Meredith and Christina on any other show would most likely be pitted against each other, they would be enemies but on Grey’s it’s the opposite they are each other’s soul mates. Are the competitive? Yes, but that isn’t the nature of their relationship that’s the nature of surgery and their role as interns. Rhimes very smartly unites the two as interns-newbies to surgery-and has them react as real humans would by sticking together. Most shows would try and create drama from the conflict instead Grey’s creates drama from the stress of the job and every intern is in that stress together. Yes they must compete with each other for surgeries but at the end of the day they all must bond so they don’t succumb to the pressure. I remember how refreshing it was that Rhimes throws away the idea that in high-powered fields women turn against each other in the very first episode.
She has the two at first work together to solve a medical mystery that will land one of them a coveted spot in a surgery. Meredith has told Christina that if the make the discovery she can have the spot because she had inadvertently slept with their boss. Once they make the discovery their boss gives the slot to Meredith and she takes it. I remember watching this and thinking, “Here it goes, they will be adversaries for the duration while we will all love Meredith cause it’s her show and hate Christina because she is bossy and ‘type a’.” But that doesn’t happen because Christina concedes that she would have done the same thing to Meredith. My mind was blown–“Wait, these people aren’t going to be archetypes, WTF!!!” What the fuck indeed.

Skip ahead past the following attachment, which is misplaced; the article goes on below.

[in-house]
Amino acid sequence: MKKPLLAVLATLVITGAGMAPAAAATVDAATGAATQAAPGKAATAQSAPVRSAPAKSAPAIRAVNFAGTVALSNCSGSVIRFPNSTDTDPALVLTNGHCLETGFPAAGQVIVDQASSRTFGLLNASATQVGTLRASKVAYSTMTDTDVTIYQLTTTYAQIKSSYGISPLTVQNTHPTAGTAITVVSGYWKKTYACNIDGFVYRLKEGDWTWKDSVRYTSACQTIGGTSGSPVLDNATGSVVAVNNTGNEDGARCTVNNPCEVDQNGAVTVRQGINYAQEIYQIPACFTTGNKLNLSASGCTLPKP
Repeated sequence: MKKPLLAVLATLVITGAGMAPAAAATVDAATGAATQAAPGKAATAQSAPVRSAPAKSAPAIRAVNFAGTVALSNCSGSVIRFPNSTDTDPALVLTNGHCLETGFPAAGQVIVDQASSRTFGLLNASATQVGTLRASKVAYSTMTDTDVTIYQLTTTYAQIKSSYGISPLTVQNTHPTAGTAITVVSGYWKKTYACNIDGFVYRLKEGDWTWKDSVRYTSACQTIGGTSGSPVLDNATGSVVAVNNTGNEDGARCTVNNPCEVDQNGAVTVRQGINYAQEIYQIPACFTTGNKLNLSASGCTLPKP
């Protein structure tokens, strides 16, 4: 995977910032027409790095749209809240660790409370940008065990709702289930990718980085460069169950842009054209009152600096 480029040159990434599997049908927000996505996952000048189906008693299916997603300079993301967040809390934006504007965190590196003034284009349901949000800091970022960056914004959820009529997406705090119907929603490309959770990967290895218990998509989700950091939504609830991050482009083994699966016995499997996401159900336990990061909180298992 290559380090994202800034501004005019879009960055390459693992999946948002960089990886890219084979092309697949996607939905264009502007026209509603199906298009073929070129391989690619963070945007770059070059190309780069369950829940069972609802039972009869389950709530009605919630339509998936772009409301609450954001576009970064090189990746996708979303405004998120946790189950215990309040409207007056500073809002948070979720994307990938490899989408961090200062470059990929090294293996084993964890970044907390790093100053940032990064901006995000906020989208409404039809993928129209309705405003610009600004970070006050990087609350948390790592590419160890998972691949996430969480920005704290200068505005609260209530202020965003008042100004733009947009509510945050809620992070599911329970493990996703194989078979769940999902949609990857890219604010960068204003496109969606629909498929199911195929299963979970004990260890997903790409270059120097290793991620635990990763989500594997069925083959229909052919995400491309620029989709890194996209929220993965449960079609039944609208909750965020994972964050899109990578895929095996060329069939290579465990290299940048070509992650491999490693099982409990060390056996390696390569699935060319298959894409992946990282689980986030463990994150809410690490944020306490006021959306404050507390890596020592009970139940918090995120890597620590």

Grey’s is crazy and it’s not the same as it used to be now instead of interns there all real surgeons and people we loved are gone (GEORGE and LEXI!!!) but Meredith and Christina are still best friends and I will watch for as long as they are on. I will leave you with this quote from Shonda herself.
“I wanted to create a world in which you felt as if you were watching very real women. Most of the women I saw on TV didn’t seem like people I actually knew. They felt like ideas of what women are. They never got to be nasty or competitive or hungry or angry. They were often just the loving wife or the nice friend. But who gets to be the bitch? Who gets to be the three-dimensional woman?” —Shonda Rhimes Creator of Grey’s Anatomy on The Oprah Winfrey Show
*New post about the first two episodes of season 9